21 Oct Common CFD Terms Explained
One of the first problems encountered when one starts to deal with Computational Fluid Dynamics is understanding keywords. Here we suggest a list that can be a good starting point for every novice. Feel free to ask for/add more in the comment section!
CFD. It is an acronym for Computational Fluid Dynamics. Fluid Dynamics is the science that describes the motion of a fluid (gas or liquid) by means of mathematical equations. These equations, when solved, give the values of all quantities which describe the fluid motion, like velocity, pressure, temperature. The attribute Computational indicates that these equations are solved by means of numerical methods. So, basically, CFD is a numerical method that can be implemented on a computer that, solving mathematical equations, describes the behaviour of a given fluid in a given condition. CFD is used in a wide set of fields, here some examples: to describe the air motion around a vehicle, the fluid motion inside a valve, the smoke dispersion inside a parking lot. (More CFD Application examples here)
(Computational) Domain. Sometimes also called Bounding Box, it is the portion of space represented in the analysis. The fluid motion described by means of CFD needs to be confined in space. In case the analysis deals with the flow around an object (like a car or an airplane), this one is typically put inside a Box. The box represents the portion of surrounding space that will be taken into account when evaluating interaction between the object and the fluid. It is reasonable to think that a car will influence the motion of surrounding air up to some tens of meters around it. So that the Domain can be chosen consequently, being confident that the analysis will accurately represent all features of the fluid motion.
Grid/Mesh. To describe the motion of the fluid means knowing values of its velocity, pressure, temperature. CFD is used to evaluate these quantities inside the Computational Domain, more precisely in subparts of it. In fact, the Domain is divided in small pieces, called cells, where equations are solved and quantities are calculated. The entire set of cells is what is called the Computational Grid or Mesh. In every cell one single value for each quantity (velocity, pressure, temperature) is stored.
Cell. It is the basic element of the Computational Grid/Mesh. In every cell one single value for each quantity (velocity, pressure, temperature) is stored.
Example of a mesh of a brain
Compressible/Incompressible flow. If in the analysis are involved changes in the fluid density, the flow is said to Compressible, otherwise it is called Incompressible. Incompressible flows are those involving liquid but also air if velocities are small.
Steady/Unsteady Analysis. An analysis is said to be Steady when, after a short amount of time, the quantities describingì fluid motion (velocity, pressure, temperature) reach a constant value, Unsteady otherwise. An example can be the flow of water inside a cylindrical pipe with a constant velocity. When the flow starts the values of water velocity inside the pipe change from their initial value to the final values, but when the water have been flowing for an enough long time, velocity (as well as other quantities) values do not change anymore (Steady). Differently, if the value of velocity at which the water enters the pipe changes continuously, the quantities inside the pipe will never reach a constant value (Unsteady).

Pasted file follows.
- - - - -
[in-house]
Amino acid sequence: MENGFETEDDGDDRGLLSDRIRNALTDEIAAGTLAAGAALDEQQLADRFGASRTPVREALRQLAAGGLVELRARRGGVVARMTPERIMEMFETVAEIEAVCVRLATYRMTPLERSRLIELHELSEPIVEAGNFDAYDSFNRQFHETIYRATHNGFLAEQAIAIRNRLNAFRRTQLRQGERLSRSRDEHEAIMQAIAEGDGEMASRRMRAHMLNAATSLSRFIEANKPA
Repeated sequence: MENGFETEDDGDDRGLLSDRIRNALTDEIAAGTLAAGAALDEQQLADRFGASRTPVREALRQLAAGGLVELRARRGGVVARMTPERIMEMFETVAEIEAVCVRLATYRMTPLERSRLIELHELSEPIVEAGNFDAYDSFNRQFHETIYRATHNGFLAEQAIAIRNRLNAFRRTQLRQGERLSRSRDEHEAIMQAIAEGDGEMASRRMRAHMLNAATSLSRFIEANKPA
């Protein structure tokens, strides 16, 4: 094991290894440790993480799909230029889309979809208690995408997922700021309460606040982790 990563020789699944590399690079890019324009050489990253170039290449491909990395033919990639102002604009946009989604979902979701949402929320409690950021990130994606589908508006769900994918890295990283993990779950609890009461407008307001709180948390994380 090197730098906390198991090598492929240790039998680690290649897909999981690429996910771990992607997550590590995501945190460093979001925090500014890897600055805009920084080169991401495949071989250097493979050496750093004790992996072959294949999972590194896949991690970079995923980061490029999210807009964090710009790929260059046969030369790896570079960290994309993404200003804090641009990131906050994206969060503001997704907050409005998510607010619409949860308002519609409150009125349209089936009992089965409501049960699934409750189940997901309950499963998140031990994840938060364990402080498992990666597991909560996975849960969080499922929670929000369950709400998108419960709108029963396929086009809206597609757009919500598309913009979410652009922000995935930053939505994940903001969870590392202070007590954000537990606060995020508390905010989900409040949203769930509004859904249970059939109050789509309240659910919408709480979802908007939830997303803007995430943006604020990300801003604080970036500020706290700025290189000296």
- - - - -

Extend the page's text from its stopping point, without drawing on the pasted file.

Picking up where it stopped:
Boundary Condition. In simple terms, they are the values that quantities like velocity, pressure, temperature assumes on the Domain Limits (or Domain Boundaries). For example, if the analysis involves water that enters a pipe at a given velocity known by the user, one boundary condition will be the water velocity value on the pipe entrance (that will be one Domain Boundary). In the same way, if the water exits the pipe arriving in a ambient at a given pressure, another boundary condition will be the value of the pressure on the pipe exit (that will be another Domain Boundary). Boundary Conditions must be specified for every variable on every Domain Boundary.
Convergence. The Fluid Dynamics equations are solved by means of numerical methods, that are generally iterative. The number of iterations needed to obtain the correct solution varies. It is possible to measure how far one is from the correct solution, and to use that measure to stop the iterative method when the correct solution is reached. When it happens the analysis is said to be Converged or to have reached Convergence, which simply means that the obtained solution is correct.
Postprocessing. It is the phase when the user looks at the analysis data to extract the information he was looking for, that are the reason he performed the CFD analysis in the first place. Post processing tools are typically used to help the user in this task.
Contour Plot. This is one way to visualize the results of a CFD analysis. It is the representation, typically coloured, of quantities distribution inside the Computational Domain. Usually, it is a two dimensional plot associated with a legend. It can be used to find out zones where pressure spikes or falls below a certain value, spots of velocity peaks or where temperature exceeds safety limits.
Streamline Plot. This is another post processing tool. It is typically used to show the trajectory that a very small particle would trace if immersed in the flow as resulting from the analysis. It is very useful to understand motion features, how fluid particles interact with the geometry and how their path is affected by those interactions.
Example of contour plot
Example of streamlines plot
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